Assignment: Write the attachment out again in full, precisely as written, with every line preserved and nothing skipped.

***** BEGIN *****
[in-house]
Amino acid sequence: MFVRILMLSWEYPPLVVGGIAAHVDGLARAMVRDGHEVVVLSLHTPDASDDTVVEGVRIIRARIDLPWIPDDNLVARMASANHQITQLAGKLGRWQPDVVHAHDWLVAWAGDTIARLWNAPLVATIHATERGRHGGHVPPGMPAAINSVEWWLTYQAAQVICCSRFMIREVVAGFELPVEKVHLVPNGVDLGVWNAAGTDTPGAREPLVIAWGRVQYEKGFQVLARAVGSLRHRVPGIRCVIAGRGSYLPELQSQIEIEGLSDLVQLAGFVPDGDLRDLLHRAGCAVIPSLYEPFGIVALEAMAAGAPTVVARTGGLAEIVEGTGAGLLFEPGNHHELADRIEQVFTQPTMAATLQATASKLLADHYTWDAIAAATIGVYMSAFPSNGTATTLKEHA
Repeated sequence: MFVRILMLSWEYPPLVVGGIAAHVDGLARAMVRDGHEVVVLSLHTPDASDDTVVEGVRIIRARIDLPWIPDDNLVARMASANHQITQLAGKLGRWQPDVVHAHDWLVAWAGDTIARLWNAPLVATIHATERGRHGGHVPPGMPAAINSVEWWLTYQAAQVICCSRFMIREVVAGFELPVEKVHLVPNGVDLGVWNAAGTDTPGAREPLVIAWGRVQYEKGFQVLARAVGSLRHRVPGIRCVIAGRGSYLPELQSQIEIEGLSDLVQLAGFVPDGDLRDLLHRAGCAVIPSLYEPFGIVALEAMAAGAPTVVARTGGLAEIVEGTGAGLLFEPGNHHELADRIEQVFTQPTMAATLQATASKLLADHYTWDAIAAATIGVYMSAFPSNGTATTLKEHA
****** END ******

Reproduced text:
[in-house]
Amino acid sequence: MFVRILMLSWEYPPLVVGGIAAHVDGLARAMVRDGHEVVVLSLHTPDASDDTVVEGVRIIRARIDLPWIPDDNLVARMASANHQITQLAGKLGRWQPDVVHAHDWLVAWAGDTIARLWNAPLVATIHATERGRHGGHVPPGMPAAINSVEWWLTYQAAQVICCSRFMIREVVAGFELPVEKVHLVPNGVDLGVWNAAGTDTPGAREPLVIAWGRVQYEKGFQVLARAVGSLRHRVPGIRCVIAGRGSYLPELQSQIEIEGLSDLVQLAGFVPDGDLRDLLHRAGCAVIPSLYEPFGIVALEAMAAGAPTVVARTGGLAEIVEGTGAGLLFEPGNHHELADRIEQVFTQPTMAATLQATASKLLADHYTWDAIAAATIGVYMSAFPSNGTATTLKEHA
Repeated sequence: MFVRILMLSWEYPPLVVGGIAAHVDGLARAMVRDGHEVVVLSLHTPDASDDTVVEGVRIIRARIDLPWIPDDNLVARMASANHQITQLAGKLGRWQPDVVHAHDWLVAWAGDTIARLWNAPLVATIHATERGRHGGHVPPGMPAAINSVEWWLTYQAAQVICCSRFMIREVVAGFELPVEKVHLVPNGVDLGVWNAAGTDTPGAREPLVIAWGRVQYEKGFQVLARAVGSLRHRVPGIRCVIAGRGSYLPELQSQIEIEGLSDLVQLAGFVPDGDLRDLLHRAGCAVIPSLYEPFGIVALEAMAAGAPTVVARTGGLAEIVEGTGAGLLFEPGNHHELADRIEQVFTQPTMAATLQATASKLLADHYTWDAIAAATIGVYMSAFPSNGTATTLKEHA